Radically Increasing the carrying capacity of the planet will almost certainly radically increase population. Put up a larger bird feeder and you will get more birds; any population will swell up to and beyond the carrying capacity of its niche. Because humans are nominally intelligent might mitigate the laws of biology, but I seriously doubt it.

        • GreenWin

          Carrying capacity rise due to E-Cat seems unlikely. More likely an abundance of energy at very low cost can fertilize vast arid areas, e.g. North/East Africa with desalinated water projects. Replacing wood burning cook stoves with communal LENR cook spaces or small self-contained solutions, will reduce mass deforestation from burning wood for heat. Hello NRDC, Sierra, Boulderites??

          The welfare state might consider incentive programs that provide food stamps commensurate with volunteerism, community service (paid and unpaid) for those capable. A return to some form of vocational schooling where manufacturing and service jobs are not exported wholesale.

          In developed countries there will be large scale need to decommission aging grid infrastructure and replace with community, district, municipal micro-grids driven by LENR appliances.

    • bachcole

      Prosperous AND educated hammock dwellers don’t make so many babies. The Indian state of Kerala has had great success with just education. And if you check out http://tinyurl.com/n3qb4b6 Notice that I have set both axises to “number of children per woman”. Now you click “Play” and watch how in the past 40 years the number of children per woman in the world has plummeted from really high numbers like 7 and 8 toward 2 per woman. I suggest that everyone save the base url of http://www.gapminder.org This site is just filled to valuable information in ways that make the world much more understandable.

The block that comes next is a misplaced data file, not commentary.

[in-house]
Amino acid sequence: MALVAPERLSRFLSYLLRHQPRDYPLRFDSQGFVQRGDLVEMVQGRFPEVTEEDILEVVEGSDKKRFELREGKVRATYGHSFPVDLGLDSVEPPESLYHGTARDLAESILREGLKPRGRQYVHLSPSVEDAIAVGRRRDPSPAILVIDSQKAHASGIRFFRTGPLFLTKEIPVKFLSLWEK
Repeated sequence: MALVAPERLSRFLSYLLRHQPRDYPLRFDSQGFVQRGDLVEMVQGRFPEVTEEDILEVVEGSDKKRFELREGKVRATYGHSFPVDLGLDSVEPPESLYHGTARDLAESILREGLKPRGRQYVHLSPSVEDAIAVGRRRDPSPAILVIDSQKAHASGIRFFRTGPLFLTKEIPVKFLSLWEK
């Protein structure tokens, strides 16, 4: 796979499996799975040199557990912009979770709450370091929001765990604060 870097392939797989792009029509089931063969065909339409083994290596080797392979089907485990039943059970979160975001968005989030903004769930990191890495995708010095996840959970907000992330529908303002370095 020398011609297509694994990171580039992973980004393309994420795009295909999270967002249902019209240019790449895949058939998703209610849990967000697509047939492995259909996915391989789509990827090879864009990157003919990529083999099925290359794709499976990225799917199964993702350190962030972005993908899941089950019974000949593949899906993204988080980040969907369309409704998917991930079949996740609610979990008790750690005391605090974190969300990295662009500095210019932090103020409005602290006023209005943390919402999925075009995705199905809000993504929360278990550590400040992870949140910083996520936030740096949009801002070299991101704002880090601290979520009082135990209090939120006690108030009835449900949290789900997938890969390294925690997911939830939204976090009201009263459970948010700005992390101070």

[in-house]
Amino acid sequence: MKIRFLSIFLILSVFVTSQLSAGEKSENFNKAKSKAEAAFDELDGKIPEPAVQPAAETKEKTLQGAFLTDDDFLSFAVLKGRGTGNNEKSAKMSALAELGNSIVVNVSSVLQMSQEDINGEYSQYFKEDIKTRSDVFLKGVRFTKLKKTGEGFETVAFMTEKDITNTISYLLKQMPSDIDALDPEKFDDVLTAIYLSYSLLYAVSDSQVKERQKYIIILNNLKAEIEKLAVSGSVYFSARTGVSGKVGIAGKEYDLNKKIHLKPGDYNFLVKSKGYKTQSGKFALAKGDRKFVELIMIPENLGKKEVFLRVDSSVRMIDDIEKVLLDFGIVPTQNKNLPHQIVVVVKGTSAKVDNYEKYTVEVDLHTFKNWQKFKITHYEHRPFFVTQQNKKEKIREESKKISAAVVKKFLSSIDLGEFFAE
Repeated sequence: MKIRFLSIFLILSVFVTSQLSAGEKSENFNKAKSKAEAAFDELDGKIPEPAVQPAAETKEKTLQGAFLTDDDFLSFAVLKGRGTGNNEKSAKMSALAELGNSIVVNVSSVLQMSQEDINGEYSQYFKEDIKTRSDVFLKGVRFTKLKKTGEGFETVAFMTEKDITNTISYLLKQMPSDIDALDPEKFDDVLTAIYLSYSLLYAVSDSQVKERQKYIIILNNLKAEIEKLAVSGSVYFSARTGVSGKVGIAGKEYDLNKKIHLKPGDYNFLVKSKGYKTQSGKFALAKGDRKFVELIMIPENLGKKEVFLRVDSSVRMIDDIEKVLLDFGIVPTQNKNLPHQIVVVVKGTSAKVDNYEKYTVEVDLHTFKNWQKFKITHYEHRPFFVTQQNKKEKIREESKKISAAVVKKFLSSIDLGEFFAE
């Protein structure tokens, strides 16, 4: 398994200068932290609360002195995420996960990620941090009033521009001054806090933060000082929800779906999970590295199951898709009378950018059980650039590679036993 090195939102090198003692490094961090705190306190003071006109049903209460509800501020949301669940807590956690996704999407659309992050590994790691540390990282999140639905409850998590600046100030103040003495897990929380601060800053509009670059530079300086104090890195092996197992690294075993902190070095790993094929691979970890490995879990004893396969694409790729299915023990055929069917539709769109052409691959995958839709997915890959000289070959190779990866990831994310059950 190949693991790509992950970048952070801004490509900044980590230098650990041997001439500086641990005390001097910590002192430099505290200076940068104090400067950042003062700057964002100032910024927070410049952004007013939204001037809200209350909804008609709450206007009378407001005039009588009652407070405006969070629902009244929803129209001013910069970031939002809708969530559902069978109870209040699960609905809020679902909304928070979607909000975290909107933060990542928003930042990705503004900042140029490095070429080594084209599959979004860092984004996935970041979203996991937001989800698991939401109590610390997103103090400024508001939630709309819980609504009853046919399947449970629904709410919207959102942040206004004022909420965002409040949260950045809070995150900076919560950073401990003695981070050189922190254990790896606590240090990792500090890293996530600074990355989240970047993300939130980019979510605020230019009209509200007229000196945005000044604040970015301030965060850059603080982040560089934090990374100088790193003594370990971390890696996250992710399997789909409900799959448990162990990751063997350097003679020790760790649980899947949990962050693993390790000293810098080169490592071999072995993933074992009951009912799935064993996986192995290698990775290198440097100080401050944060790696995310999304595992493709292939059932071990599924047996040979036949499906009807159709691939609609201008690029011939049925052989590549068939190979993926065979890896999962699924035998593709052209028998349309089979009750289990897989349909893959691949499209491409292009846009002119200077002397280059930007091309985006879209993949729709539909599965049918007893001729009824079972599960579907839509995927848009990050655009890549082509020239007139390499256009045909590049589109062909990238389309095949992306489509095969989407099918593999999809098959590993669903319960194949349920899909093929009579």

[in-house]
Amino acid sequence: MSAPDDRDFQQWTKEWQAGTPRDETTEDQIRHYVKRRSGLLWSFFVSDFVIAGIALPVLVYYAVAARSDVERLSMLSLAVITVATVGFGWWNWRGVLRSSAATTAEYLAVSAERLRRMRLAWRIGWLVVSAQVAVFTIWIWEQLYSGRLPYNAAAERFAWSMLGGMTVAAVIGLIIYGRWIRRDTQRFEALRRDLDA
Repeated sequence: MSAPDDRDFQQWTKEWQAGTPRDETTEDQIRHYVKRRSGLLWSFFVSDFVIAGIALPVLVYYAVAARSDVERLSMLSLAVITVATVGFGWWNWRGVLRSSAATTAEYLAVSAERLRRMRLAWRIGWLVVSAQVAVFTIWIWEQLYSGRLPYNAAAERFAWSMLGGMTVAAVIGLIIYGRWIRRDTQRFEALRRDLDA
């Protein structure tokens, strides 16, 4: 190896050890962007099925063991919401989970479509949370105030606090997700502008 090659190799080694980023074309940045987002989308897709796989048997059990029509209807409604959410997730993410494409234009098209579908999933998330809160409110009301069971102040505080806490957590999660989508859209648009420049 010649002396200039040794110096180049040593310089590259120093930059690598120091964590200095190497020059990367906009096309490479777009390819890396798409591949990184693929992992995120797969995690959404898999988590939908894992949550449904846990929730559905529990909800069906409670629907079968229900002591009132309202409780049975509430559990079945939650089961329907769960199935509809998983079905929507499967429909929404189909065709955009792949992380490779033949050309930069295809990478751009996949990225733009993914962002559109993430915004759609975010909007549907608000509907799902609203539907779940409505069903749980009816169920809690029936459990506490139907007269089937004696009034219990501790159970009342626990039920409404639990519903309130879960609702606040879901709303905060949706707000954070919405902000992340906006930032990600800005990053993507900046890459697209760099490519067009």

• georgehants

    A new system introduced in the U.K. to try and stop the rich and powerful’s offspring from gaining all the places at Oxford and Cambridge university’s, at the expense of the more talented but less well off students.
    ——-
    Magic Circle’s Clifford Chance Introduces ‘CV Blind’ Interviews to Tackle Oxbridge Bias
    http://www.ibtimes.co.uk/magic-circles-clifford-chance-introduces-cv-blind-interviews-tackle-oxbridge-bias-1431850

    • Fortyniner

      The candidates’ accents will tell the interviewers all they need to know.

  • georgehants

    It will be very interesting to see how Mr. Rossi and his partner handle the situation.
    He is I think a very caring man but will either take a path to maximum profit, or just maybe, introduce some way of spreading his technology to those who need it most.
    If capitalism is maintained then almost nothing will change, we will still be paying high prices relatively for the benifit of just the rich and powerful.
    These people will not give up their god given right to keep the masses down, unless the people wake-up and start demanding a new system for the 21st century nothing will change very much.
    Unfortunately as with Cold Fusion the people who should of acted, scientists, let them selves be steamrollered by authority and establishments , the same will happen after the E-cat as is happening now, inequality.